Jim Gaffigan's latest special, "Mr. Universe," is available through his website. The special offers 75 minutes of stand-up for $5, along with the encouragement to play it often, burn it, and even to share it with friends through e-mail. He appears Sunday at the Silver Legacy (7 p.m.; $57.50, $75.50; 800-687-8733 or www.silverlegacy.com)
Sammy Hagar wraps up the Harveys Lake Tahoe Outdoor Concert Series on Saturday. His show covers four decades of his career. (8 p.m.; $69.50 general admission only; www.ticketmaster.com or www.apeconcerts.com)
Sarah Geronimo, Filipino pop star, will be joined by Mark Bautista at Cache Creek. With the sellout of her concerts Saturday and Sunday nights, a 4 p.m. Saturday concert has been added. ($89; www.cachecreek.com)
The Lake Tahoe Flow Arts Festival is set for Tuesday through Thursday at the North Tahoe Events Center (8318 North Lake Blvd.), North Tahoe Beach (7860 North Lake Blvd.) and the Lake Tahoe Wellness Center (695 Wolf St.) all in Kings Beach. Events include hooping, juggling, aerial silk flying, stand-up paddleboarding, dance and yoga. ($77 full-event pass, $45 daily pass; tickets and full schedule at www.flowartistry.com)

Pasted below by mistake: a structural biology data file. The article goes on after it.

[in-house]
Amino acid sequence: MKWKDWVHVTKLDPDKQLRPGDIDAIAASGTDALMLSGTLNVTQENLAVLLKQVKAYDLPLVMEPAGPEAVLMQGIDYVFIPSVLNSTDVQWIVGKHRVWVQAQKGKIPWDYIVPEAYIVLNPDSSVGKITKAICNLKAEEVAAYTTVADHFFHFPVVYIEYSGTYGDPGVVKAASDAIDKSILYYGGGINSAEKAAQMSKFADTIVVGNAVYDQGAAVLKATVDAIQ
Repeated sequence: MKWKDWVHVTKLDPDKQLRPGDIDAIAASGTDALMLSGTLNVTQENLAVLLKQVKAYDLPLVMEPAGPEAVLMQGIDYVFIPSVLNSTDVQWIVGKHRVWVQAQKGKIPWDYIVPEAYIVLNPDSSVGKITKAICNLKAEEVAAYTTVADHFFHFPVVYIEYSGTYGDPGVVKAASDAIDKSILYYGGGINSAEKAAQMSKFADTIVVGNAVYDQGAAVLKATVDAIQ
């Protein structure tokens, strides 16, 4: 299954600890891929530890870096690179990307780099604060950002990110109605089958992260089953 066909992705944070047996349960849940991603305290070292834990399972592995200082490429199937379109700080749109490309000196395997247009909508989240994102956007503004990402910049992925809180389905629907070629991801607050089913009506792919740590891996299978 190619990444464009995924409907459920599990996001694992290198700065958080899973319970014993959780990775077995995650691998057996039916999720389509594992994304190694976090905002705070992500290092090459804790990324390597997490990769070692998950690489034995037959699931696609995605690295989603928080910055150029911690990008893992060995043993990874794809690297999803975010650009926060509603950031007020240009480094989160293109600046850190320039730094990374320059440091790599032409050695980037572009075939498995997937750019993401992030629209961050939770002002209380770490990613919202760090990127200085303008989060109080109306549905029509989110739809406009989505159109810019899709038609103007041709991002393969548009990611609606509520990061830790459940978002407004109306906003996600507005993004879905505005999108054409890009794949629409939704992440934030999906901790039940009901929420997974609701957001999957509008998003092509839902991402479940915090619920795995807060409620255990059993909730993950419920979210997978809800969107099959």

John Ascuaga's Nugget, Sparks Spin Doctors, today; Gloriana, Saturday; Molly Hatchet, Sunday; Doug Kershaw, Monday. (800) 648-1177.
Carson Valley Inn Cabaret Lounge: Jo Mama, through Saturday; Joe Buonanno, Sunday-Wednesday; Under the Radar, Thursday; After Dark, next Friday-Sept. 8. Ballroom: Lacy J. Dalton, Comstock Cowboys, All Hat No Cattle, today. (775) 782-9711.
Eldorado, Reno Showroom: "Jersey Nights," through Nov. 13. (800) 648-5966.
Harrah's Reno Sammy's Showroom: Taylor Hicks, through Monday; "Persuasion," Thursdays-Sundays. (800) 427-7247.
Harrah's Lake Tahoe South Shore Room: Nathan Owens Motown Legends, today-Monday (800) 427-7247.
Harveys, Lake Tahoe Improv: Heath Hyche, Daryl Wright, Wednesday-Sunday; Dennis Regan, Marc Price, Wednesday-Sept. 9. Outdoor Arena: Sammy Hagar The Red Rocker, Saturday. (800) 427-8397.
Horizon, Lake Tahoe Illusion Fusion starring Alex Ramon, Thursdays-Tuesdays. (775) 588-6211.
Silver Legacy, Reno Grande Exposition Hall: Jim Gaffigan, Sunday. Reno Ballroom: Vietnamese Concert, Saturday; Chinese Concert - You Ya and Zhang Di, Sunday. Reno Events Center: Dierks Bently, today; Big Time Rush, Sept. 20. (800) 687-8733.